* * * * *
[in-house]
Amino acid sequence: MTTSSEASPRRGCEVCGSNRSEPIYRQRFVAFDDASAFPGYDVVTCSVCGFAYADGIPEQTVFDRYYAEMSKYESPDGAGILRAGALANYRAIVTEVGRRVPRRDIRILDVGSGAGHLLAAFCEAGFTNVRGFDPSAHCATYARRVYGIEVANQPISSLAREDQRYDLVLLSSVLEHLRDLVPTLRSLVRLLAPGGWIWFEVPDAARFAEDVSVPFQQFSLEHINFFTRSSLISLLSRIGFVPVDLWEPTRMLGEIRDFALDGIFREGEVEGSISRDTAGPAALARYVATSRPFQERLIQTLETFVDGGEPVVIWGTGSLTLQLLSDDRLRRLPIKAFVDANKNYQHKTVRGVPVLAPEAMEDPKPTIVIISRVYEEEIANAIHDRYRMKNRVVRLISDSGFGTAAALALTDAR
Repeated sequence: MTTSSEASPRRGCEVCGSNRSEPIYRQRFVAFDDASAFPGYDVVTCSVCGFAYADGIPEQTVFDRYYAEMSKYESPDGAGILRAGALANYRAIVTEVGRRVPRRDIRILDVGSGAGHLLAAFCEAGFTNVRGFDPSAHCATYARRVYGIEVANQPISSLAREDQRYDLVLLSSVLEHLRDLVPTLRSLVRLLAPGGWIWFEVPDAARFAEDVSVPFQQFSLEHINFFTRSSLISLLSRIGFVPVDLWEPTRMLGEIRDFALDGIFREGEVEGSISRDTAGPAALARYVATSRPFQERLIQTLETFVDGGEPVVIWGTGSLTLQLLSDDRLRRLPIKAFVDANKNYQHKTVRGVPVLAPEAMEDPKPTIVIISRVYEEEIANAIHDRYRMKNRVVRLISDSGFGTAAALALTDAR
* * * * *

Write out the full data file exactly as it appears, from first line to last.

[in-house]
Amino acid sequence: MTTSSEASPRRGCEVCGSNRSEPIYRQRFVAFDDASAFPGYDVVTCSVCGFAYADGIPEQTVFDRYYAEMSKYESPDGAGILRAGALANYRAIVTEVGRRVPRRDIRILDVGSGAGHLLAAFCEAGFTNVRGFDPSAHCATYARRVYGIEVANQPISSLAREDQRYDLVLLSSVLEHLRDLVPTLRSLVRLLAPGGWIWFEVPDAARFAEDVSVPFQQFSLEHINFFTRSSLISLLSRIGFVPVDLWEPTRMLGEIRDFALDGIFREGEVEGSISRDTAGPAALARYVATSRPFQERLIQTLETFVDGGEPVVIWGTGSLTLQLLSDDRLRRLPIKAFVDANKNYQHKTVRGVPVLAPEAMEDPKPTIVIISRVYEEEIANAIHDRYRMKNRVVRLISDSGFGTAAALALTDAR
Repeated sequence: MTTSSEASPRRGCEVCGSNRSEPIYRQRFVAFDDASAFPGYDVVTCSVCGFAYADGIPEQTVFDRYYAEMSKYESPDGAGILRAGALANYRAIVTEVGRRVPRRDIRILDVGSGAGHLLAAFCEAGFTNVRGFDPSAHCATYARRVYGIEVANQPISSLAREDQRYDLVLLSSVLEHLRDLVPTLRSLVRLLAPGGWIWFEVPDAARFAEDVSVPFQQFSLEHINFFTRSSLISLLSRIGFVPVDLWEPTRMLGEIRDFALDGIFREGEVEGSISRDTAGPAALARYVATSRPFQERLIQTLETFVDGGEPVVIWGTGSLTLQLLSDDRLRRLPIKAFVDANKNYQHKTVRGVPVLAPEAMEDPKPTIVIISRVYEEEIANAIHDRYRMKNRVVRLISDSGFGTAAALALTDAR